Ex Machina has been described as neo-Kubrick, but for it's slights, I'd call it Kubrick-light. That's still a hell of a lot of praise for a movie by a brand new director! Ex Machina is a Scifi Horror and a mystery story with a stark look and rich atmosphere. An awkward young programmer is sent to an eccentric billionaire's minimalist, isolated estate in the Alaskan Wilderness for an important robotics experiment. Through a series of interviews he has to determine whether or not a hauntingly beautiful (of course!) "female" robot is a true Artificial Intelligence (AI).
The visual buffet is formidable! Look at those colors. This movie is SO good!
Ex Machina's plot and writing can be predictable and clique, I craved more mystery and subtely, but that's my only gripe. The interviews with the AI are brilliantly shot and played. Her design is striking, simultaneously alluring and eerily alien. Choosing trained ballerina Alicia Vikander to portray the robot was brilliant casting, using her highly developed sense of movement she creates a graceful, mesmerizing blend of girl and delicate machine. You can't take your eyes off of her every time she's on the screen. The supporting cast is also excellent, our mad scientist villain is equally fascinating, our lead, though frustratingly naive, is sympathetic.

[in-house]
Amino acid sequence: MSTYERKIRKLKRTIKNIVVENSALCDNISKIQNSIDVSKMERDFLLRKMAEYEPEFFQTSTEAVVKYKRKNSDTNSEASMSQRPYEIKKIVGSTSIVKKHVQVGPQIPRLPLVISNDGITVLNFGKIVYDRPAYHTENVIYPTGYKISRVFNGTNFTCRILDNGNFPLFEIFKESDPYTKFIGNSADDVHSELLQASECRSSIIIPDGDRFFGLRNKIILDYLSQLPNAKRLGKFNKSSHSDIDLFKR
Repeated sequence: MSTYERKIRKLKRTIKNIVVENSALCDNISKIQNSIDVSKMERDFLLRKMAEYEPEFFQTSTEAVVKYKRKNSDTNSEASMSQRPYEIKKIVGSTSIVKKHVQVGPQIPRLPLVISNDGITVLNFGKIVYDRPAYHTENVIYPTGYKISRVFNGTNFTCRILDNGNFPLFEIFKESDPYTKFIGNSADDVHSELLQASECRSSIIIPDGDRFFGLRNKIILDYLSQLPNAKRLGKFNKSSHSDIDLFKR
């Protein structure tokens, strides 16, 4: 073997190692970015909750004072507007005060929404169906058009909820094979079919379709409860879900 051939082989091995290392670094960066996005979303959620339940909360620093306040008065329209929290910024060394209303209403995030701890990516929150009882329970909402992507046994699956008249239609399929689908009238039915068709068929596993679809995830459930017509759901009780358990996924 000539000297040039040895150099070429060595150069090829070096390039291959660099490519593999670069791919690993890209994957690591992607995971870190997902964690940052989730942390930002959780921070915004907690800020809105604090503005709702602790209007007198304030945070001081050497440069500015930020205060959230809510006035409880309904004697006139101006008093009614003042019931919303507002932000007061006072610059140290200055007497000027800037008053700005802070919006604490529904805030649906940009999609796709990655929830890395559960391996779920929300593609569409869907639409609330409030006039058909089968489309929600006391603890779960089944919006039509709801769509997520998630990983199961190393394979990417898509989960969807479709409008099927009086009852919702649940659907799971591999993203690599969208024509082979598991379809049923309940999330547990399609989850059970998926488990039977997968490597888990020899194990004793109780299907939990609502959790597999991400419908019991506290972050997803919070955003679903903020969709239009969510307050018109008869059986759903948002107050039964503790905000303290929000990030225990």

The themes of technology vs. man, the age of singularity and/or the next mechanical evolution of man pre-dates the industrial revolution. History's first recorded epic (Gilgamesh) had the same theme. This message is in Ex Machina, but isn't the heart of it. Ex Machina is a mystery and a power struggle between three characters working to outwit each other. My favorite theme in Ex Machina is the feminist subtext. Director Alex Garland included feminism in famous scripts he wrote: Dredd (covered here) and 28 Days Later. Both It Follows and Ex Machina discuss the misguided "pure" intentions of "The White Knight" character. These characters appear selfless and noble, usually the underdog, working to save the fair lady, but that's just the think, she's usually fair (attractive) and the actions are normally for the end-goal of "winning" the woman. This doesn't make you pure evil, but it makes you just as much of a discriminator as a "bad guy" who's blatant about his intentions.